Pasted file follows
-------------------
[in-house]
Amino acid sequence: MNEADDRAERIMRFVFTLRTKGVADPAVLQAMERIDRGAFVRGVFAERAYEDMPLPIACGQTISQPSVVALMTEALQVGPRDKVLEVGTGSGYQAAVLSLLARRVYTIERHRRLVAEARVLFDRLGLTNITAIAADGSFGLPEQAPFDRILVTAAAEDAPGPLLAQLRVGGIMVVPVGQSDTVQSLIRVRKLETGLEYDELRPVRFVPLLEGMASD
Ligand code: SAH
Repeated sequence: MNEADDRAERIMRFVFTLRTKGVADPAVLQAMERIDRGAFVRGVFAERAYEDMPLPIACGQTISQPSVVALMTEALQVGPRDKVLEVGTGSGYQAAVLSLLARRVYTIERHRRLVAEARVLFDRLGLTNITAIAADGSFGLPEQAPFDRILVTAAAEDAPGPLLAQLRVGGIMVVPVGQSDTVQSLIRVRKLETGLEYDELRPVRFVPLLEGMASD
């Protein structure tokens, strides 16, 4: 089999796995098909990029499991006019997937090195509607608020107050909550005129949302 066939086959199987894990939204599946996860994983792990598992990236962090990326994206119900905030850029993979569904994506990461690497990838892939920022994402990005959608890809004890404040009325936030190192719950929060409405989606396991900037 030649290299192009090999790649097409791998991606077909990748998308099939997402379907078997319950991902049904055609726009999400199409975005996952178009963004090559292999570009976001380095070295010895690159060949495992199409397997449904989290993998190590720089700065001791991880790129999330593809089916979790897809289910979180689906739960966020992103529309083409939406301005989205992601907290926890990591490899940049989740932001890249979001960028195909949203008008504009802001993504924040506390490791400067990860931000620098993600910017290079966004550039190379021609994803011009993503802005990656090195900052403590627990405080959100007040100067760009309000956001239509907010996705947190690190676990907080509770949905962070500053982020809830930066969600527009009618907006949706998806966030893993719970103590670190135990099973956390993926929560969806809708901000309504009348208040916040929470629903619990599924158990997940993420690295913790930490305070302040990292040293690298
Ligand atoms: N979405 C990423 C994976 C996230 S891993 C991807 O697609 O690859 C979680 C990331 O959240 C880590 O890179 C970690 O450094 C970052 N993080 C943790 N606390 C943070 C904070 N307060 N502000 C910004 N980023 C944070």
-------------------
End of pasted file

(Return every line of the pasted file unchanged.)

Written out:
[in-house]
Amino acid sequence: MNEADDRAERIMRFVFTLRTKGVADPAVLQAMERIDRGAFVRGVFAERAYEDMPLPIACGQTISQPSVVALMTEALQVGPRDKVLEVGTGSGYQAAVLSLLARRVYTIERHRRLVAEARVLFDRLGLTNITAIAADGSFGLPEQAPFDRILVTAAAEDAPGPLLAQLRVGGIMVVPVGQSDTVQSLIRVRKLETGLEYDELRPVRFVPLLEGMASD
Ligand code: SAH
Repeated sequence: MNEADDRAERIMRFVFTLRTKGVADPAVLQAMERIDRGAFVRGVFAERAYEDMPLPIACGQTISQPSVVALMTEALQVGPRDKVLEVGTGSGYQAAVLSLLARRVYTIERHRRLVAEARVLFDRLGLTNITAIAADGSFGLPEQAPFDRILVTAAAEDAPGPLLAQLRVGGIMVVPVGQSDTVQSLIRVRKLETGLEYDELRPVRFVPLLEGMASD
């Protein structure tokens, strides 16, 4: 089999796995098909990029499991006019997937090195509607608020107050909550005129949302 066939086959199987894990939204599946996860994983792990598992990236962090990326994206119900905030850029993979569904994506990461690497990838892939920022994402990005959608890809004890404040009325936030190192719950929060409405989606396991900037 030649290299192009090999790649097409791998991606077909990748998308099939997402379907078997319950991902049904055609726009999400199409975005996952178009963004090559292999570009976001380095070295010895690159060949495992199409397997449904989290993998190590720089700065001791991880790129999330593809089916979790897809289910979180689906739960966020992103529309083409939406301005989205992601907290926890990591490899940049989740932001890249979001960028195909949203008008504009802001993504924040506390490791400067990860931000620098993600910017290079966004550039190379021609994803011009993503802005990656090195900052403590627990405080959100007040100067760009309000956001239509907010996705947190690190676990907080509770949905962070500053982020809830930066969600527009009618907006949706998806966030893993719970103590670190135990099973956390993926929560969806809708901000309504009348208040916040929470629903619990599924158990997940993420690295913790930490305070302040990292040293690298
Ligand atoms: N979405 C990423 C994976 C996230 S891993 C991807 O697609 O690859 C979680 C990331 O959240 C880590 O890179 C970690 O450094 C970052 N993080 C943790 N606390 C943070 C904070 N307060 N502000 C910004 N980023 C944070």